Here at TOPPS we want nothing but the safest environment for our youth athletes. Sports should be fun: teaching valuable lessons, building foundational skills, and providing lifelong friends. There is no place for “bullying” or abuse in sports. We do a disservice to children by permitting the abusive coaching style; we do a disservice to abusive coaches by not calling them out, by not informing them their actions are wrong and intolerable. We need to provide a better educational framework for our coaches and parents and ensure we are creating the best developmental environment for our youth.
*Please contact TOPPS (email@example.com) for support, resources or to learn more about our educational workshops for coaches and parents.*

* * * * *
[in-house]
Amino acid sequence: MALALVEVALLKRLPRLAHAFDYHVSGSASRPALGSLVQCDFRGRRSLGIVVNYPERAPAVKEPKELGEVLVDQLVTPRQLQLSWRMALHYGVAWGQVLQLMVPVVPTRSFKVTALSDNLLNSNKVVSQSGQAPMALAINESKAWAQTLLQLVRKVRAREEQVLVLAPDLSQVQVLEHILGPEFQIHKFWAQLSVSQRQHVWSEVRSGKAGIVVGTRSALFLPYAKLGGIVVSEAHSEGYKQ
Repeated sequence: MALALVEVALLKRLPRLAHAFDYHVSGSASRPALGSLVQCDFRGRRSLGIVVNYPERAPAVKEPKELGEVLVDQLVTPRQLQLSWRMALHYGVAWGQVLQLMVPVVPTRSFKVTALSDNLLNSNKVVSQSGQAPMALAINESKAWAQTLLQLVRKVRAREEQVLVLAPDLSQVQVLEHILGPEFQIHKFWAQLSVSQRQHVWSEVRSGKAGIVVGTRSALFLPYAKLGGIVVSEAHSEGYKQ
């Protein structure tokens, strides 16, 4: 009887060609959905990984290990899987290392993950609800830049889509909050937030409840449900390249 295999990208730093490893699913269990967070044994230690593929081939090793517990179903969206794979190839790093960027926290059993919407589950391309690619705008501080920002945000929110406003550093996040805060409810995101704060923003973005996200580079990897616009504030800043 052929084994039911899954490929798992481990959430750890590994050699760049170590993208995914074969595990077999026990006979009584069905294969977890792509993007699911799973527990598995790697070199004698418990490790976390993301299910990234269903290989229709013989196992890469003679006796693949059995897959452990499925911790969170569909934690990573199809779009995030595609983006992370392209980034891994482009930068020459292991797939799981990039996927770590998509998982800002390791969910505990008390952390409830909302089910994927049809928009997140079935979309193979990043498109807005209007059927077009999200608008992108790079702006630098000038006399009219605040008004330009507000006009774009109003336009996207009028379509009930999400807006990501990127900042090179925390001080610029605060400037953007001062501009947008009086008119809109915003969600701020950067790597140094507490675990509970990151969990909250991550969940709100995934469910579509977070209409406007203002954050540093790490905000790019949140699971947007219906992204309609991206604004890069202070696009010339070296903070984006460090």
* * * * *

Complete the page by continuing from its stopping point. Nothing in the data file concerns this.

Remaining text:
Goldberg, Alan. (16 May, 2015). Competitive Sports are The a Good or Bad Thing? Retrieved from http://onemillionskates.com/competitive-sports-are-they-a-good-or-bad-thing/.
Hartnett, Josh. (15 April, 2015). The Mental Abuse of Young Athletes. Retrieved from http://www.huffingtonpost.com/tyson-hartnett/the-mental-abuse-of-young_b_6682184.html.
Roberts, Kate. (19 March, 2014). 7 Actions Parents Can Take When Sports Coaches Act Like Bullies. Retrieved from http://www.huffingtonpost.com/dr-kate-roberts/7-actions-parents-can-take-when-sports-coaches-act-like-bullies_b_4954874.html.
Schinnerer, J. (2016). The Consequences of Verbally Abusive Athletic Coaches. Psych Central. Retrieved on April 11, 2017, from https://psychcentral.com/lib/the-consequences-of-verbally-abusive-athletic-coaches/.